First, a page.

SSP has revitalised its approach to commercial e-trading based on a review of the barriers preventing its brokers from adopting e-trading. As SSP works with commercial lines brokers of all sizes, 50% of its broker base has a GWP of less than £5m. This means insurers can drive profitable growth through access to the more valuable, stickier business of smaller brokers – who trade significant untapped commercial GWP each year.
As well as being at less risk of being re-broked at renewal, this business has lower commission rates and typically lower combined ratios.
SSP identified a few fundamentals to address to achieve real adoption. In addition to educating users about the possibility of overriding the price in the system to keep the policy on an integrated e-trade status, it has established a new regional panel for commercial lines within its Keychoice insurance distribution business.
Taking a regional approach
The regional panel is being driven by the appointment of a new Commercial Lines Relationship Manager with over 30 years' industry experience in both a family-run local brokerage and several key positions in the commercial arm of Swinton.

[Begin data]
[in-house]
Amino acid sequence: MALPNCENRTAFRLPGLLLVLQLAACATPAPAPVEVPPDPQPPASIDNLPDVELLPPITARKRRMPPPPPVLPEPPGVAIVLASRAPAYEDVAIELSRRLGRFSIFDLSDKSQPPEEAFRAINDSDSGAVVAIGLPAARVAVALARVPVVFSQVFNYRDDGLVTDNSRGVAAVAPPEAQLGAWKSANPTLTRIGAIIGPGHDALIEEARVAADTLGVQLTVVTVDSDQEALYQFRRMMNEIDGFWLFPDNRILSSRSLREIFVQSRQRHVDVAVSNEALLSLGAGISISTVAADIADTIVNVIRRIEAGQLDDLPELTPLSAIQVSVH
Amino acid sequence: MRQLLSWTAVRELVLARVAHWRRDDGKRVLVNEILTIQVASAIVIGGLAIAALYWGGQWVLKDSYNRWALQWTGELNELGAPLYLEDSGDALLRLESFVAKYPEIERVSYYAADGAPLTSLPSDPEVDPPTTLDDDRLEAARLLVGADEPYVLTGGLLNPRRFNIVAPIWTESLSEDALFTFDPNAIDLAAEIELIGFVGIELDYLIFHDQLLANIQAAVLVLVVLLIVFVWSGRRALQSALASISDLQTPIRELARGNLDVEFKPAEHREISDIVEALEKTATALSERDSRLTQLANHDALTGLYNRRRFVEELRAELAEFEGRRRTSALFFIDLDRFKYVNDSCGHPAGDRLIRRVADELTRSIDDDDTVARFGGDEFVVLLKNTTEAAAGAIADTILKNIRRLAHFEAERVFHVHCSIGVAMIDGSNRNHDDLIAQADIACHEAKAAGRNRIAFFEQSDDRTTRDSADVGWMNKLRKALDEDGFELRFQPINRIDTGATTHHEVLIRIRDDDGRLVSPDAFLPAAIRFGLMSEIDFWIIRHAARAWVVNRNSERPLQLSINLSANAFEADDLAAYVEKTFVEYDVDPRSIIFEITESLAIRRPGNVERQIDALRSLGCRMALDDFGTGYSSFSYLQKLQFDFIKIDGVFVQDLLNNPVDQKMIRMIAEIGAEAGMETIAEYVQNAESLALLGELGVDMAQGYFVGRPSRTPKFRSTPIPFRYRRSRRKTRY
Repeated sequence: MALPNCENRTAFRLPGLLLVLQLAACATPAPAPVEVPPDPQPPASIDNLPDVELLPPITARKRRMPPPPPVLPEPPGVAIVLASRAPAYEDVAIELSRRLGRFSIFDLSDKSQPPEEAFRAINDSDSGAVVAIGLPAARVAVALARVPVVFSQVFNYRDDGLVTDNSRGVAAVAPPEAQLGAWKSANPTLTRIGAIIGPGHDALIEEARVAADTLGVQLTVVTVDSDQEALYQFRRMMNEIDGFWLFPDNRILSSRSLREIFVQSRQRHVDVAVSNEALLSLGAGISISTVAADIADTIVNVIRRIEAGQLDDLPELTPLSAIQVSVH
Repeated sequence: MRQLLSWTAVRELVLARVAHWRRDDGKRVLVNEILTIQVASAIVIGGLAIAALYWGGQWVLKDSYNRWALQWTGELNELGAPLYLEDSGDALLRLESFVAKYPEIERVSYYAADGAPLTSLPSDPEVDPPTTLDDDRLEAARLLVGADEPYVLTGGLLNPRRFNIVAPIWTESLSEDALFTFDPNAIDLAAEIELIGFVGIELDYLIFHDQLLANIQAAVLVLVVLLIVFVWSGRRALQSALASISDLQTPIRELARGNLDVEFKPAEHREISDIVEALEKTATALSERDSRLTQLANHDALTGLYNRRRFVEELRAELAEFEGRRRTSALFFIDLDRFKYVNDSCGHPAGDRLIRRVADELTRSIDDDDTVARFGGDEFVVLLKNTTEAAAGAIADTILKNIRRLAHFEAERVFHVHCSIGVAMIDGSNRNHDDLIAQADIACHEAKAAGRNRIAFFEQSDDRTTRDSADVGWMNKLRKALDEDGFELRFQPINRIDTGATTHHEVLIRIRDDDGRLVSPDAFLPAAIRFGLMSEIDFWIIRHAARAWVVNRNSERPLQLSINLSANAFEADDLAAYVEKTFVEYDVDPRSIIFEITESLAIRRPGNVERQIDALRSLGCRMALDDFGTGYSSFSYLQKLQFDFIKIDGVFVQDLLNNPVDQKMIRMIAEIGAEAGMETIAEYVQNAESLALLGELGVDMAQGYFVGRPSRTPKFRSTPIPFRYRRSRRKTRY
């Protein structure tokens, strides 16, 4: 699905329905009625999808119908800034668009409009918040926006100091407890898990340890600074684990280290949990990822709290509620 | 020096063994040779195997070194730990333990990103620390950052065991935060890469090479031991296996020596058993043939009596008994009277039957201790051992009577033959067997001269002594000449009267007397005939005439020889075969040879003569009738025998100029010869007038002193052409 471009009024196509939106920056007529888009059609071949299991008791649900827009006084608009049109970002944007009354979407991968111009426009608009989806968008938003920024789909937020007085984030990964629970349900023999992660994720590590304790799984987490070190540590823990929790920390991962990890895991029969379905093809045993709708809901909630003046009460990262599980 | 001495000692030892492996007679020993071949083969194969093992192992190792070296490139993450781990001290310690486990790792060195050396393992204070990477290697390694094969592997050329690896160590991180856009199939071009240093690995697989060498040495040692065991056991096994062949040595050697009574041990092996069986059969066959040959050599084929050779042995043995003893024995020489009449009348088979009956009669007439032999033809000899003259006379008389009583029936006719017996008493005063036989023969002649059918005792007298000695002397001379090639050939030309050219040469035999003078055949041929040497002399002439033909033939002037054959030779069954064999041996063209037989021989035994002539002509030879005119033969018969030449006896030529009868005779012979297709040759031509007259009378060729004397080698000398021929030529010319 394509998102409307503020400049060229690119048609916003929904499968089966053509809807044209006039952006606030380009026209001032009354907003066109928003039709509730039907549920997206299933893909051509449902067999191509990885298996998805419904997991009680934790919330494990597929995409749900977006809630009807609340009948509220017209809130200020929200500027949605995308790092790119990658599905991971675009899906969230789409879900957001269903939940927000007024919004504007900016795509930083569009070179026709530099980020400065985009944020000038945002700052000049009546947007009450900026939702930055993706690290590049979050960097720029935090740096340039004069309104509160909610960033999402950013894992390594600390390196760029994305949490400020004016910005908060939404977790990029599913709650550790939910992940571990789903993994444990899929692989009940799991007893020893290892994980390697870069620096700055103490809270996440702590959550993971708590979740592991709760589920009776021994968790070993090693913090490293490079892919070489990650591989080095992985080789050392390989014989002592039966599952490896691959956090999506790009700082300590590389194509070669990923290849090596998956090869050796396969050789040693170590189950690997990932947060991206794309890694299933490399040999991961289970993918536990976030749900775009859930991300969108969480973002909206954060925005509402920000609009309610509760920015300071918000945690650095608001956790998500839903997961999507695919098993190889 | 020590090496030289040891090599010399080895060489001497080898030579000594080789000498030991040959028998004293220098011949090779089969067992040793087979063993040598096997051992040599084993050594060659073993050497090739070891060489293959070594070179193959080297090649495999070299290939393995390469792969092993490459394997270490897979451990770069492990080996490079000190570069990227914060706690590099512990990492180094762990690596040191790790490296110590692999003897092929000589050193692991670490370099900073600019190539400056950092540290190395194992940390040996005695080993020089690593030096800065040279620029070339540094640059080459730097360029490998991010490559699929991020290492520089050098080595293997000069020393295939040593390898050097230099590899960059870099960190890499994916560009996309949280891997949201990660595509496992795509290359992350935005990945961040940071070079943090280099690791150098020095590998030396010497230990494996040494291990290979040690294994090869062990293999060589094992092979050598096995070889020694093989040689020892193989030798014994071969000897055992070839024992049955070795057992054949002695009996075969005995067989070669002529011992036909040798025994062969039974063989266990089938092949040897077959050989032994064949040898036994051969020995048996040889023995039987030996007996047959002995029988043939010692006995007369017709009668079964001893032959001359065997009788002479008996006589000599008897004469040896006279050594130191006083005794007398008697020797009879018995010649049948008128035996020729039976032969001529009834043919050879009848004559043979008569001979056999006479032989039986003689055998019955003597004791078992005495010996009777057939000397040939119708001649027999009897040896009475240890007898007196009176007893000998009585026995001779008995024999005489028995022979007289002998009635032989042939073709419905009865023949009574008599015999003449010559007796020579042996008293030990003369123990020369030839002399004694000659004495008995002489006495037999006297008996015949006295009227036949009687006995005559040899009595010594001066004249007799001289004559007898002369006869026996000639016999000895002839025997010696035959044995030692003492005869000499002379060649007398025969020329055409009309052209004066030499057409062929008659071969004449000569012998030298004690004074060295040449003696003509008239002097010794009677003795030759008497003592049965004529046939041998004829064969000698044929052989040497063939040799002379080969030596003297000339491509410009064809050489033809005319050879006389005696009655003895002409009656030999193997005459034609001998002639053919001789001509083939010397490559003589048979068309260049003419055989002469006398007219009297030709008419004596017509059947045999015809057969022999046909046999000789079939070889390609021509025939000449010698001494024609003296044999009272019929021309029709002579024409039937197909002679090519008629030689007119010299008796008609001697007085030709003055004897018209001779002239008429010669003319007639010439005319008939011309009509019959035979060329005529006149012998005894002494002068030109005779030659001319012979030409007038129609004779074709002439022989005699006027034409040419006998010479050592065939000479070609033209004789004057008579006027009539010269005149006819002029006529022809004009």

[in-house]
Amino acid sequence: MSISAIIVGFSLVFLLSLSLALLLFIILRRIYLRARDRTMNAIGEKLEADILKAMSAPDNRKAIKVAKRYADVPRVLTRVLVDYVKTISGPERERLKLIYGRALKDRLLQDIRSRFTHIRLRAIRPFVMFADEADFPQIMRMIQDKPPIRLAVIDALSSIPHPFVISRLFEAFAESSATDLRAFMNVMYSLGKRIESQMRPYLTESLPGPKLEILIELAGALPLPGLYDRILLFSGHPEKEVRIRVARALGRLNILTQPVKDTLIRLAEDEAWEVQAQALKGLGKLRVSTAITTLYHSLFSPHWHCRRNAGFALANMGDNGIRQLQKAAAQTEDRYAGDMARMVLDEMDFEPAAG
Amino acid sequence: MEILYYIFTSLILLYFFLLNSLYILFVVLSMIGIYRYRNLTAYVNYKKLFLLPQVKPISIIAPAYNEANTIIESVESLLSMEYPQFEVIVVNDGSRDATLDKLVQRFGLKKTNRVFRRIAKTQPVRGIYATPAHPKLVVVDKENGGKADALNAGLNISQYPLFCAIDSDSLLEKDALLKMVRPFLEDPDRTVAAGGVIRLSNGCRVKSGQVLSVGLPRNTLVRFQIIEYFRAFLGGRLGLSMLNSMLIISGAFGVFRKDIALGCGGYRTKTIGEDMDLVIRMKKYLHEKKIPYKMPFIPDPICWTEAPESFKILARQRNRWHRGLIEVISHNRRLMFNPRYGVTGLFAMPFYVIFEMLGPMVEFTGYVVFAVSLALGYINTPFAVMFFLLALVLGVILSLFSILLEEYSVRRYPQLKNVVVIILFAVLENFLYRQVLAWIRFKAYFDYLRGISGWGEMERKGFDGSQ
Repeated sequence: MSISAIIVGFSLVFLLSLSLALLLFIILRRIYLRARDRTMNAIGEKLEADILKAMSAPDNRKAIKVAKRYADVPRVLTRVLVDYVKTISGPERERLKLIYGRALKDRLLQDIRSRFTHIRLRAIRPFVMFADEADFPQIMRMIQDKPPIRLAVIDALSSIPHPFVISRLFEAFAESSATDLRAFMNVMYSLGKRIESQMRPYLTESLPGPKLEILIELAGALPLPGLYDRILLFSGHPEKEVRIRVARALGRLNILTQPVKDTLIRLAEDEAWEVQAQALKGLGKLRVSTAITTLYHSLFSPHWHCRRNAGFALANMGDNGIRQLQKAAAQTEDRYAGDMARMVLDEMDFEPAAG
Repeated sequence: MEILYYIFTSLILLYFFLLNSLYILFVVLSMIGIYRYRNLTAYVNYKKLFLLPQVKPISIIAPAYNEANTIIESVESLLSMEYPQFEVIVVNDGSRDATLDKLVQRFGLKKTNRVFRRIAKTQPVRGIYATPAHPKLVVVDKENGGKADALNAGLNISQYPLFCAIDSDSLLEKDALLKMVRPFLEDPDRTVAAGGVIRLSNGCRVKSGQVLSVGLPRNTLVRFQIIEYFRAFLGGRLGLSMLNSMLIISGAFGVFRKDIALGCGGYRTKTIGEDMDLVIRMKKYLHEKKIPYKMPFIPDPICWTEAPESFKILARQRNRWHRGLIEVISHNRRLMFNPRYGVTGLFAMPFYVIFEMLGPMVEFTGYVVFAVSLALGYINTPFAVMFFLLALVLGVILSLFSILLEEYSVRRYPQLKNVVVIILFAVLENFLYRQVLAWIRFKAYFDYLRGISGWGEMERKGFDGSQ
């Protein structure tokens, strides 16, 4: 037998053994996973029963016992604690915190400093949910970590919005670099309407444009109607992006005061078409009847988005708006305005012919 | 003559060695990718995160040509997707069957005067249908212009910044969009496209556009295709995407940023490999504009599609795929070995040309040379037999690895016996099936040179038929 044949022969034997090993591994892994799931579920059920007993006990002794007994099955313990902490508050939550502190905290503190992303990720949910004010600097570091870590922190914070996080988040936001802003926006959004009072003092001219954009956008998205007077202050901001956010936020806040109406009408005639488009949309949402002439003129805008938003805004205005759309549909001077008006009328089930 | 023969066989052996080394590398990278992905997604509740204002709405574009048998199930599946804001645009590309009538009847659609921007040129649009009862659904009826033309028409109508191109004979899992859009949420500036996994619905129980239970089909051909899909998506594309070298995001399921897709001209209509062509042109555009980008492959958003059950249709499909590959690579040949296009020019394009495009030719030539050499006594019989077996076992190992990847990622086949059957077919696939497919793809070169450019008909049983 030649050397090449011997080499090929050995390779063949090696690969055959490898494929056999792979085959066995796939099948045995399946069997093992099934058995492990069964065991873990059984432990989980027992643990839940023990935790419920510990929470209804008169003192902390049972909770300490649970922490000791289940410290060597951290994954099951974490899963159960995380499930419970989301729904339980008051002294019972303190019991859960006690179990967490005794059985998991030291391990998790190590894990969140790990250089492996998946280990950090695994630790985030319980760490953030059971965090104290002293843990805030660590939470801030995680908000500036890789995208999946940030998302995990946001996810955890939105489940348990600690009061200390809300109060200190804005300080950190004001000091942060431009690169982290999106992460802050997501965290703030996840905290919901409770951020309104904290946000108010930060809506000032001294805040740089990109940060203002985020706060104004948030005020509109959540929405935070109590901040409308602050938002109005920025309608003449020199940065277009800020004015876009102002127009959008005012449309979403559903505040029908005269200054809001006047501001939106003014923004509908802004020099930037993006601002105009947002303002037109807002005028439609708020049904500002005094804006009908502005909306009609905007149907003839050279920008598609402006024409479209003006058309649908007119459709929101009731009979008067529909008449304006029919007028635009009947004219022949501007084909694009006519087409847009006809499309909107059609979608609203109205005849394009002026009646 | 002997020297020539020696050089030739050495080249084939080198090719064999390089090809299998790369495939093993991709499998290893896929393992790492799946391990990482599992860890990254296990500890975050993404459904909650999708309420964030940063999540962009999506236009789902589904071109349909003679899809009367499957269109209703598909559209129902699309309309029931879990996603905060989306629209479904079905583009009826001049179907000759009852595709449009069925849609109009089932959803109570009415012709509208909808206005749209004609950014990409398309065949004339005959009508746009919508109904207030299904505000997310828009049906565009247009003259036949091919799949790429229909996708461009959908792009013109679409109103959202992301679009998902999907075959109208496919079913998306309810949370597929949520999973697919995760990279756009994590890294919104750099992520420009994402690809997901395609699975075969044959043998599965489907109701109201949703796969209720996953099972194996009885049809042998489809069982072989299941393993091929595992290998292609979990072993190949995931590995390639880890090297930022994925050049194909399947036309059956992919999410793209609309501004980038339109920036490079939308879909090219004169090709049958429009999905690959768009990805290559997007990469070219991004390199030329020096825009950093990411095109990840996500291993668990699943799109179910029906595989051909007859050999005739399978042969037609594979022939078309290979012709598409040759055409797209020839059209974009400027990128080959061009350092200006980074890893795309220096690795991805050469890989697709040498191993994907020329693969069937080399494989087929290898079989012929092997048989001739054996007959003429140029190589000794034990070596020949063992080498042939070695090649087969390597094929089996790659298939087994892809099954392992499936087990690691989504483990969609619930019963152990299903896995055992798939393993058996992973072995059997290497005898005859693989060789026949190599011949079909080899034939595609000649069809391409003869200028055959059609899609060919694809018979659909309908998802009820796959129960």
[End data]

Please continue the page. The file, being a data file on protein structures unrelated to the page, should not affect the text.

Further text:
Based on an ongoing review of the quotability rates, he will be working with insurers to highlight where a lot of specialist risks are not getting quoted for and, hence, where the opportunities lie.
Encouraging insurers to join Keychoice and quote for this niche business will increase the range of products available to be e-traded, making the proposition far more attractive to brokers.
SSP has also implemented a live-chat panel and recently announced Ageas as the third leading insurer to join. When brokers have any questions regarding, for example, a disparity in price, they can chat to the insurer within that session, get the answers they need and continue with placing the business.
Already e-trading is an essential way that brokers trade with insurers, so commercial lines insurers will need to continually develop their platforms to maintain a competitive advantage. The future is bright for commercial e-trading, and both the market and SSP are primed to respond.